Not sure I should’ve watched the referendum coverage all night on Thursday - only just recovered, everything past 6 is still a ‘did i see that?!’ blur. The last thing I really remember was Alistair Darling, surrounded by love hearts and confetti, doing a weird smile. Hazy memories also of Jeremy Vine, swirling around on a shadowy balcony like a CGI wielding wizard in a dystopian Ministry of Magic, asking out loud whether it mattered who your gran was. At 5am. You should’ve been there.
I was a last-minute Yes, so my feelings are mixed. Though I’m happy I have the same security, BBC radio and British identity, I voted Yes despite my natural inclination, for what I felt would be a fairer representation of Scottish voters. It’s a principle I maybe don’t talk about much, but I felt I still had to put my money where my mouth is. I’m also all for getting rid of the need for food banks and addressing the wider issue that they typify. While we’ve been promised control over our welfare budget, those promises just weren’t convincing enough at the time.
That said, I’m skeptical that independence would have done away with the kind of self-interest and cynicism we associate with Westminster, people being what they are. And with a Yes majority, would we have reverted to patting ourselves on the back, then waiting for our politicians and business leaders and miscellaneous others to conveniently ‘mess it all up’ for us? Or would we have properly engaged with the opportunity, taken it for all it was worth, built something much better? I’d like to think the latter, but the truth is probably something in the middle. Perhaps that makes the outcome easier to deal with.
Two huge, verifiable positives, though. The enormous turnout and Yes vote means that change, hopefully of the ‘better’ kind, is inevitable, not just for us but for England (specifically the North) and the rest of the UK. And a huge chunk of our young have been involved in one of the most dynamic referendums in recent history. We desperately need new, principled political talent. If Devo Max had been on the cards, it would’ve been a drowsy formality, and we might never have had either of those two outcomes.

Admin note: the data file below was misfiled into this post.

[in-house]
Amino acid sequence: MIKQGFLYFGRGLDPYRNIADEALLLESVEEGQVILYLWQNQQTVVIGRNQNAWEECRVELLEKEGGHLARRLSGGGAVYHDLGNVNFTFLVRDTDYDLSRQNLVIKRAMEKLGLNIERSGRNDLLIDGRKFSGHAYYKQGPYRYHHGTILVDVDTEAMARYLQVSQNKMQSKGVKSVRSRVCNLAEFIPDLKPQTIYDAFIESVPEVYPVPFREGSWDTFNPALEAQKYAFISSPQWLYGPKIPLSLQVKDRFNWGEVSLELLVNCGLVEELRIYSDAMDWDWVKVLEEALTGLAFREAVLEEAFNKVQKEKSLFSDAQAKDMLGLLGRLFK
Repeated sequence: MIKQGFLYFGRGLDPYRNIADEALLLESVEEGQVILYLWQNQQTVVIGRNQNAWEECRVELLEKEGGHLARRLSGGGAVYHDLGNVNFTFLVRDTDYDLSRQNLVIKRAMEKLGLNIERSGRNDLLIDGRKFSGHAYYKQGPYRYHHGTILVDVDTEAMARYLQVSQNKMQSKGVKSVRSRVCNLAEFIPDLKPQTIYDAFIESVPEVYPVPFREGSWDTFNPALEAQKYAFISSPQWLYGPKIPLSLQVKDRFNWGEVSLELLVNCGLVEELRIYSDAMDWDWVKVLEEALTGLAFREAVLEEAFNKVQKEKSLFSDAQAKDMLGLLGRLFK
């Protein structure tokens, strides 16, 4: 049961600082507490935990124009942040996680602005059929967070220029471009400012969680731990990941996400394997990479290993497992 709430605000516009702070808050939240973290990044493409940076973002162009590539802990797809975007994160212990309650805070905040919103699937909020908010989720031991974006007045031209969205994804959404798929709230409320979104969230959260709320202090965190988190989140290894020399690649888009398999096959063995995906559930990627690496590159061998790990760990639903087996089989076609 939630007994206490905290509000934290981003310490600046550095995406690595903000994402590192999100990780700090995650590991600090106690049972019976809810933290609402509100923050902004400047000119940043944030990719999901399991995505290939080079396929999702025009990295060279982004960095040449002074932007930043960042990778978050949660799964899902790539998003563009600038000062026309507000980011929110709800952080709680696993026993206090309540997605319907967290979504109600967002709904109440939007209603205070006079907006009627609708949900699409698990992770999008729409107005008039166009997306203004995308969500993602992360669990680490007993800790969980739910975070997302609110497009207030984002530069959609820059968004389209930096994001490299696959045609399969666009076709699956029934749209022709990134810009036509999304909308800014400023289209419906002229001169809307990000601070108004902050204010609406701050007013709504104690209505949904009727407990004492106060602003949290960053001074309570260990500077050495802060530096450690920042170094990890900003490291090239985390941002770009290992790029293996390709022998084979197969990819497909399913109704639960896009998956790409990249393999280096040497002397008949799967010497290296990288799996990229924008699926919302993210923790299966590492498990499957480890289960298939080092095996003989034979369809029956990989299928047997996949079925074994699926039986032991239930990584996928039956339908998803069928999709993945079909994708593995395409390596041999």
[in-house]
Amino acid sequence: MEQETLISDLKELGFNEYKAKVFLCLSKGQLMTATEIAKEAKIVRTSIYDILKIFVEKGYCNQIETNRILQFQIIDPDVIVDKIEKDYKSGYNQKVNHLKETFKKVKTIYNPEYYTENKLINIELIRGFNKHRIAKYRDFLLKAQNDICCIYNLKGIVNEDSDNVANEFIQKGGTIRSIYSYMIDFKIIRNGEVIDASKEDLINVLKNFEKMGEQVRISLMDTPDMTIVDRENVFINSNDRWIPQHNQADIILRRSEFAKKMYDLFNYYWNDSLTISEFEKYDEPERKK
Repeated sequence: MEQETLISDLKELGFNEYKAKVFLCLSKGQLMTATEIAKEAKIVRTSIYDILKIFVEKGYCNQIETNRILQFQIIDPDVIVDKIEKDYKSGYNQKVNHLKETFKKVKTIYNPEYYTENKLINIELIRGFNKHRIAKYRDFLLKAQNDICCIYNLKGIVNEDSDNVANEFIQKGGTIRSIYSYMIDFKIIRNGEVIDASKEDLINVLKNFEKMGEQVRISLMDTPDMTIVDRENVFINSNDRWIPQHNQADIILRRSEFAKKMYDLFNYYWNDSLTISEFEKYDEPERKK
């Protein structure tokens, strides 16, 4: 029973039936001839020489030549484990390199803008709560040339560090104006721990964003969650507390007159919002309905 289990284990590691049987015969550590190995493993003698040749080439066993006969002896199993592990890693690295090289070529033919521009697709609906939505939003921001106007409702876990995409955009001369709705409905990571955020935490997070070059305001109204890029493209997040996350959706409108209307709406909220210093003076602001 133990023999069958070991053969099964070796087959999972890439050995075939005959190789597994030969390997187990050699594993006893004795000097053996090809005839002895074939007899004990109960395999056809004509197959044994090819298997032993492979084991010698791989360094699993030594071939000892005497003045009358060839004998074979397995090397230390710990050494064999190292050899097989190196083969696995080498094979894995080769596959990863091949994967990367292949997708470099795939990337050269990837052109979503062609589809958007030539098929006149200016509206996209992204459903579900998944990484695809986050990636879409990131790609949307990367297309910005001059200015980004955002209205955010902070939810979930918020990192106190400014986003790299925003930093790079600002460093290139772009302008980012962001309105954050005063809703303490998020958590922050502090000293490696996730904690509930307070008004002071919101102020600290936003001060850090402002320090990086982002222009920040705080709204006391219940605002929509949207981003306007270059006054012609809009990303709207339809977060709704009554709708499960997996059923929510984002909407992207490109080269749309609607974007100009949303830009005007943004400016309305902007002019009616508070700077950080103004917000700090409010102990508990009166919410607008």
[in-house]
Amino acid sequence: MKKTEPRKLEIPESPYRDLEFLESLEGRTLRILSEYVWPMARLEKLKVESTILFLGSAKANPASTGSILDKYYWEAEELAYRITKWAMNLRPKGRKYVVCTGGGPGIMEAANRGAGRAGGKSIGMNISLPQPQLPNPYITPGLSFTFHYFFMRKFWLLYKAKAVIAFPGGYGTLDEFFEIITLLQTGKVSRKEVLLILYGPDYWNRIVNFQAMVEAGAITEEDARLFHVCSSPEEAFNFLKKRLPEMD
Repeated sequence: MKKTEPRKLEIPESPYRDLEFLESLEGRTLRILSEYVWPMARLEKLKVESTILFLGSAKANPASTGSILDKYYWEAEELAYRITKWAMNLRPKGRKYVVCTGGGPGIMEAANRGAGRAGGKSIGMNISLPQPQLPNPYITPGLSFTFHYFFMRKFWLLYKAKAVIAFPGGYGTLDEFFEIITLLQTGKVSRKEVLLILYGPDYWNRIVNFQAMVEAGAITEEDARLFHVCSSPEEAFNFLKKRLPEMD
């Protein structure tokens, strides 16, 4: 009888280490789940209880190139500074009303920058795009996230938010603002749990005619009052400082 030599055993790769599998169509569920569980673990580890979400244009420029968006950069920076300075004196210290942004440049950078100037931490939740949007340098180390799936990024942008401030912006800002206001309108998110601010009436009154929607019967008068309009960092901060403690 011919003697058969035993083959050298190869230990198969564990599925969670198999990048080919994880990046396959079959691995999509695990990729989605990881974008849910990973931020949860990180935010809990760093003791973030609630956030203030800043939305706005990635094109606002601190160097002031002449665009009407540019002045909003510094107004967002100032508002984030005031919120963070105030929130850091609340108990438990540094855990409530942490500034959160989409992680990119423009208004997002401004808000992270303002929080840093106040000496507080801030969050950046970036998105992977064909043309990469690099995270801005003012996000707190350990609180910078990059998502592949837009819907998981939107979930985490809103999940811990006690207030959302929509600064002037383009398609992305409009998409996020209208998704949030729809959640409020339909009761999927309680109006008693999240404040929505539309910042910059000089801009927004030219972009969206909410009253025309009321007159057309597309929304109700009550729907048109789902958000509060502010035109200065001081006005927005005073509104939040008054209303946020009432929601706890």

So I guess I’m happy. Truthfully? I was probably instinctually rooting for No all night :D But I cast my vote in a way that I’m satisfied with, and a part of me was still disappointed with how it all went down.
But I don’t believe anyone who voted No was a coward, or a bottler, or the wince-inducing ‘not truly Scottish’. I don’t believe they didn’t do their homework, because I know how much reading I did, and changed my mind more times than I can remember. I certainly don’t blame any reticence. I found it a lot easier to talk about being a Yes than a No - that misplaced feeling that you were somehow holding the party back was still a powerful one.
I don’t know any No who voted as they did out of timidness. They voted out of principle, and out of an honest understanding of their own personal identity. I don’t know how much my respect counts for, but they certainly have it.
While it’ll be nice to have a break from considering the Referendum, and I’m hoping the various theatres of tension surrounding it will melt away, it’d be great if this level of our engagement with politics continues.
Anyway, I’m off to a party. I really hope it’s the one I’m think I’m going to, and that that memory of Alistair Darling was an event from the past, and not some terrible dream- warning for tonight…